Four Useful Tips if Your Sipp Provider Has Failed
Once seen as an option for high net worth clients with niche requirements, self-invested personal pensions (SIPPs) now appeal to the masses and some providers let you open one online in a matter of minutes.
There are a wide range of SIPP offerings available from many different companies, from specialist SIPP providers to investment houses and insurance companies. In fact, in 2021, Defaqto suggested that there were 122 different SIPP products in the market, offered by 74 different firms!
Interestingly, these figures are actually lower than those reported in 2019, where 84 different providers were offering 136 different types of SIPP products.
So, why was there a drop of more than 10% in providers offering SIPPs in just two years?
Some may point to the increased capital adequacy requirements for SIPP operators introduced by the FCA in September 2016. This saw a sharp increase in the liquidity SIPP operators must retain in their business.
Another reason may be that a SIPP provider may have been acquired by a competitor.
But we can't hide from the fact that a number of SIPP providers that have failed over the last few years. If you have an interest in the SIPP market you will have no doubt have heard about the many scenarios involving firms such as Guinness Mahon, Liberty SIPP, and Guardian Pension Consultants among others.
Indeed, the FT recently reported that another such firm, Lifetime SIPP, has seen the FSCS pay out over £44 million in claims so far.
If you are a client of a SIPP provider that has become part of another company, it can be a concerning time.
In theory, your new SIPP provider should continue to seamlessly administer the pension benefits on your behalf. However, judging by the calls I receive from people in this position, this is not always the case. This is particularly true where SIPP providers have failed. It is sometimes a case of jumping from the frying pan into the fire, with poor service and high fees being two of the most common comments I hear.
So, if you finds yourself in the position where your SIPP provider has failed, or been bought, here are some useful tips for managing the situation.
1) Understand who will be running the scheme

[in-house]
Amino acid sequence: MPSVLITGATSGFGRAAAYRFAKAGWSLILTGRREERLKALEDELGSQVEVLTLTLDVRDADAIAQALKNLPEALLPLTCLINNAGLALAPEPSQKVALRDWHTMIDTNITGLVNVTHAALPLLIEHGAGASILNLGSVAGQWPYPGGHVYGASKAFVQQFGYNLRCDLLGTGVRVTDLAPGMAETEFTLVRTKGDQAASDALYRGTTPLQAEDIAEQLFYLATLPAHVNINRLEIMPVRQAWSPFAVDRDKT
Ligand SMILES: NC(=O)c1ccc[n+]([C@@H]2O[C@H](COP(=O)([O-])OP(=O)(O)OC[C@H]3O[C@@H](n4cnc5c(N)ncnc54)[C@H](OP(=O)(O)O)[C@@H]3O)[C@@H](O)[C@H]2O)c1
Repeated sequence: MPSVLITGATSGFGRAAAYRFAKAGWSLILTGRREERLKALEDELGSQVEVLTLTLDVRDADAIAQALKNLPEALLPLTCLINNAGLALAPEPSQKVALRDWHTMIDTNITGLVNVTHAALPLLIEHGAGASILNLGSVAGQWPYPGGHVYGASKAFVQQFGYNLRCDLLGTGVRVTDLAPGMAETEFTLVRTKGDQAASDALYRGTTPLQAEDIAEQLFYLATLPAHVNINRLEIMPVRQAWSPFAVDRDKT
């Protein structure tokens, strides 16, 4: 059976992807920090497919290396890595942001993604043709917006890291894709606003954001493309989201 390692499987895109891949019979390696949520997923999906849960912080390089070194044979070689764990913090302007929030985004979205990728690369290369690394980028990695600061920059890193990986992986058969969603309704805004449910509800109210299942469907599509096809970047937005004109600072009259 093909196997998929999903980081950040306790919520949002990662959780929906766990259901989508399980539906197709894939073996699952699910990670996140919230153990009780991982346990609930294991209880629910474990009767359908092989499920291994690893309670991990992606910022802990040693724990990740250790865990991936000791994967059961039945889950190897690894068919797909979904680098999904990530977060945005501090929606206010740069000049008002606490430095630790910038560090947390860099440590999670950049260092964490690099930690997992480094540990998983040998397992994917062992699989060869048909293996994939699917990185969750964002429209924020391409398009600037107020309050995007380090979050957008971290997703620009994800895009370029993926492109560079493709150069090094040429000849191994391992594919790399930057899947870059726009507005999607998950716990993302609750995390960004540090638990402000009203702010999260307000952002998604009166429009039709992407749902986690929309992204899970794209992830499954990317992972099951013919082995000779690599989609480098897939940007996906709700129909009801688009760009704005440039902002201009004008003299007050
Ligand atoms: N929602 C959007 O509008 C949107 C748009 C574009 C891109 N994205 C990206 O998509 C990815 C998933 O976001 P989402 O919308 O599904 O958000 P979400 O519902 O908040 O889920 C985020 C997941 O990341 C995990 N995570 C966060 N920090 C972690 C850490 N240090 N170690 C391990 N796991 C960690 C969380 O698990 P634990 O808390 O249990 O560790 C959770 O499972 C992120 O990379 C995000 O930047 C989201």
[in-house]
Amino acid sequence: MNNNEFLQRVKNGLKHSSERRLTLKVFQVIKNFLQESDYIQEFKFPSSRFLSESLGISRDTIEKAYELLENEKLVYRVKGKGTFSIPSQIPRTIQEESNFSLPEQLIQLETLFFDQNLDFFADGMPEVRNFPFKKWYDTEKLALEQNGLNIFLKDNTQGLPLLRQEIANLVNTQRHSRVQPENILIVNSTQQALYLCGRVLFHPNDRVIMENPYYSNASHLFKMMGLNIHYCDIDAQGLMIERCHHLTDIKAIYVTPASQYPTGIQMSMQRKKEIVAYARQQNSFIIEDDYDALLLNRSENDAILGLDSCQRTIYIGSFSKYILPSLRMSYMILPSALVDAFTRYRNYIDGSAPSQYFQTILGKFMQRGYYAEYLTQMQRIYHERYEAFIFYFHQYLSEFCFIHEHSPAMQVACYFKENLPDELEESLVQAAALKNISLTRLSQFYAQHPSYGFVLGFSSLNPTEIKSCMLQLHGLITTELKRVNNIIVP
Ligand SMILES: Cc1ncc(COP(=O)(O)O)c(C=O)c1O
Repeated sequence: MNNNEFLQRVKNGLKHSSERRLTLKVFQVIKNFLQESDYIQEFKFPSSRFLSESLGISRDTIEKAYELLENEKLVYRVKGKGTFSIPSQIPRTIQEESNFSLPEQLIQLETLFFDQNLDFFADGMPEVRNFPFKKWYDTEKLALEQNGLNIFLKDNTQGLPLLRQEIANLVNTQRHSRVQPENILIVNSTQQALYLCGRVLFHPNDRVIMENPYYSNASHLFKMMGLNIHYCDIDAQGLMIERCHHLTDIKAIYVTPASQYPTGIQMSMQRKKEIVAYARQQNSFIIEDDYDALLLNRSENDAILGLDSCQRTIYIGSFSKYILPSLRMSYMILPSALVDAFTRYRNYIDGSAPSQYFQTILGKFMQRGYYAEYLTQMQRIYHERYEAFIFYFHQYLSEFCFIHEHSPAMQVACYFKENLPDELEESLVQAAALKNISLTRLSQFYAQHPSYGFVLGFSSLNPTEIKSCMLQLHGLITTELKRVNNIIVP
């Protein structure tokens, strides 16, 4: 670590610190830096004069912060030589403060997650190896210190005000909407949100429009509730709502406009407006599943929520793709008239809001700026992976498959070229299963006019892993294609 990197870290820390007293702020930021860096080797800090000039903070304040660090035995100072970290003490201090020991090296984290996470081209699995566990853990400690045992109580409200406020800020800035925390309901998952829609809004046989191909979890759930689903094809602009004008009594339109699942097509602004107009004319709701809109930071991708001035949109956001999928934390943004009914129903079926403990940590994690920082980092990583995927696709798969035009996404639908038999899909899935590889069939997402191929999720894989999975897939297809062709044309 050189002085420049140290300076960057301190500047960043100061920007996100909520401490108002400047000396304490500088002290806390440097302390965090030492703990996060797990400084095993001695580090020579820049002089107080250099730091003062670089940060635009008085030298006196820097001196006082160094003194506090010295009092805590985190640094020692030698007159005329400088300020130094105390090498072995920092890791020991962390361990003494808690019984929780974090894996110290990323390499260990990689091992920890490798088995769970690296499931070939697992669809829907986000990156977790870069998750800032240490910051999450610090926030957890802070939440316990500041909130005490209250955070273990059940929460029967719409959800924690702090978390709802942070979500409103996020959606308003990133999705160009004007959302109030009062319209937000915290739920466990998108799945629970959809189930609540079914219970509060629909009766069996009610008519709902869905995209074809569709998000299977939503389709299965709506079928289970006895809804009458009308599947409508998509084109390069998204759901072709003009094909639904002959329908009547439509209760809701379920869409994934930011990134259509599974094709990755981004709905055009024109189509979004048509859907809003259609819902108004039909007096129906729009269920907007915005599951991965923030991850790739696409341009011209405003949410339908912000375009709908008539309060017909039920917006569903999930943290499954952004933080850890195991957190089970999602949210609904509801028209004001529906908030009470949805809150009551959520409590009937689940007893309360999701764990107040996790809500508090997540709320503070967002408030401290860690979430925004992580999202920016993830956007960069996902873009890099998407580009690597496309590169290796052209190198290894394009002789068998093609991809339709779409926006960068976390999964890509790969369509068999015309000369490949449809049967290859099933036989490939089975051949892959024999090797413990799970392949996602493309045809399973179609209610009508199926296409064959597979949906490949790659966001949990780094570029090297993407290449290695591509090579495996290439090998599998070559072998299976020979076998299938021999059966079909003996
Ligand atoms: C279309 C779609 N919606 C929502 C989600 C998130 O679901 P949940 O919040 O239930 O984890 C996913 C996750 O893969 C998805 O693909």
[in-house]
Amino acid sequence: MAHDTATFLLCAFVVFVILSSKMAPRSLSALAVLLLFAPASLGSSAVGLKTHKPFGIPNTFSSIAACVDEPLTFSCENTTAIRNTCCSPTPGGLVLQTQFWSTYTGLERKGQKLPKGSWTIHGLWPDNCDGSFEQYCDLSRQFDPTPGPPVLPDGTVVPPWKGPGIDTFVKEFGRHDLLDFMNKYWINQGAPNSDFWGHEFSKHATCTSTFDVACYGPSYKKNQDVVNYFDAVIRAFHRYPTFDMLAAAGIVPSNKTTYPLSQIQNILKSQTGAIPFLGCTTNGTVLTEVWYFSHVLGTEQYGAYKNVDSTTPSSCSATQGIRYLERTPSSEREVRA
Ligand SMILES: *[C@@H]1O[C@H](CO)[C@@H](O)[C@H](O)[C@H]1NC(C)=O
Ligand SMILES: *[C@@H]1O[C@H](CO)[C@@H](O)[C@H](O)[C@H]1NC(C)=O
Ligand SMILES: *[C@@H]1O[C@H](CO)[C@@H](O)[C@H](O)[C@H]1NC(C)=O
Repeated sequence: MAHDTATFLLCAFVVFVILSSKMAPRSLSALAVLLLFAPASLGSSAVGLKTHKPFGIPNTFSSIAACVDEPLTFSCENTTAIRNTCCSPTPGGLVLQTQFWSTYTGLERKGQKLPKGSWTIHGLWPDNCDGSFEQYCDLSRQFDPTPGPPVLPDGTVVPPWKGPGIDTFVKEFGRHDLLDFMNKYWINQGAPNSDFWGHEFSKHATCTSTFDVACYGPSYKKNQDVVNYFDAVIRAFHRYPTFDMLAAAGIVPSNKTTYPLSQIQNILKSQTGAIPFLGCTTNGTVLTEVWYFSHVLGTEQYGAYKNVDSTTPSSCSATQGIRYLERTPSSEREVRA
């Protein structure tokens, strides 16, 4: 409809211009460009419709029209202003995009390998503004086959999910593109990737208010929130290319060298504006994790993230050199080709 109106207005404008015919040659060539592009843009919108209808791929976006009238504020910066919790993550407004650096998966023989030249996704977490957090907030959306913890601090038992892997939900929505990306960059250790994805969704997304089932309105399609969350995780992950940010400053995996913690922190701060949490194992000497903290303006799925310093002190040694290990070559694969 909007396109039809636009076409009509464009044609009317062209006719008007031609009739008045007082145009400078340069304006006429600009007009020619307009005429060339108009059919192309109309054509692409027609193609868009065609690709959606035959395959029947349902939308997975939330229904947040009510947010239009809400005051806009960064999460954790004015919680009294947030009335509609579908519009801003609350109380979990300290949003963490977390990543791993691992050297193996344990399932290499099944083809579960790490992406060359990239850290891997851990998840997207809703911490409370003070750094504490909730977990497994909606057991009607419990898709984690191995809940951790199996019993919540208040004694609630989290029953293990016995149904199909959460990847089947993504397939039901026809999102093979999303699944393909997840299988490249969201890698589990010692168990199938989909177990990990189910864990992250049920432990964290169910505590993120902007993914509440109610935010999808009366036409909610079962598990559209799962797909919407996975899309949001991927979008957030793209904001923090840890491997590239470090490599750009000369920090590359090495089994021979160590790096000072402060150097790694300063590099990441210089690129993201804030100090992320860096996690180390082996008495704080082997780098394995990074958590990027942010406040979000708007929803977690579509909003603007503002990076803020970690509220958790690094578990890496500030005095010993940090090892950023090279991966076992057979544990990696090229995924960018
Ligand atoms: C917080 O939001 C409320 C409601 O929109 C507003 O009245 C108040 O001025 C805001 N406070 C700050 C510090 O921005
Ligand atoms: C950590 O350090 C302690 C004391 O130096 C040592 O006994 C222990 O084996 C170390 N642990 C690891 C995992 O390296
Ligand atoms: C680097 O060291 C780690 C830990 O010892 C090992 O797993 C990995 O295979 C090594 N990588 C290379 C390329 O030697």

Where a SIPP provider has sold their business, details of the new provider should be clearly communicated to you.
In the event of a SIPP provider collapsing, an administrator will be appointed to wind up the business. Client SIPP policies will then be transferred to (or bought by) an alternative SIPP provider, whose role will then be to continue running the scheme with as minimal disruption to clients as possible.
In both scenarios, you may be offered a period where you are able to transfer your benefits to a provider other than the one acquiring the original SIPP provider.
2) Find out what charges will be applied
It is important to understand the charges the new SIPP provider will levy.
Are they adopting the charging structure of the previous provider, or will they apply their own charging structure? If it’s the latter, will these fees apply straight away or is there a period of time before these will be applied?
The new provider should make a copy of their fee schedule available to you.
3) Request a due diligence pack from the new SIPP provider
If your SIPP is going to remain with the new provider, it is important to understand more about the company - such as how it is structured, what kind of SIPP they offer, and their financial situation.
These days, most SIPP providers have a due diligence pack which can be sent out upon request.
4) If you're unhappy, find out what the options are in respect of transferring to another scheme
Transfers between SIPP providers should be a simple process – at least in theory! It’s the kind of assets a SIPP holds that will determine whether this is the case in reality.
Straightforward transfers should include those SIPPs:
That hold unitised investments through a platform
That have a discretionary fund manager running the SIPP monies
Where the monies are held in a bond
If a SIPP holds a commercial property, you can still transfer it but it is not as simple as some other assets.
In cases where a SIPP has been moved from a failed provider, it can be that the SIPP holds a non-standard asset, or an investment with nil value. This will make it difficult to not only transfer the asset to another provider, but to find a provider who would be willing to accept this.
You should also check with the new provider whether there is a period where any transfer costs are waived, which can sometimes be the case when a new provider acquires a book of business.
So, there you go. If you are looking to transfer your SIPP – whatever the reason – feel free to get in touch to find out how I can help.
Amyr Rocha Lima, CFP® is a financial planner who specialises in working with successful professionals age 50+ to help them reduce taxes, invest smarter and retire on their terms.
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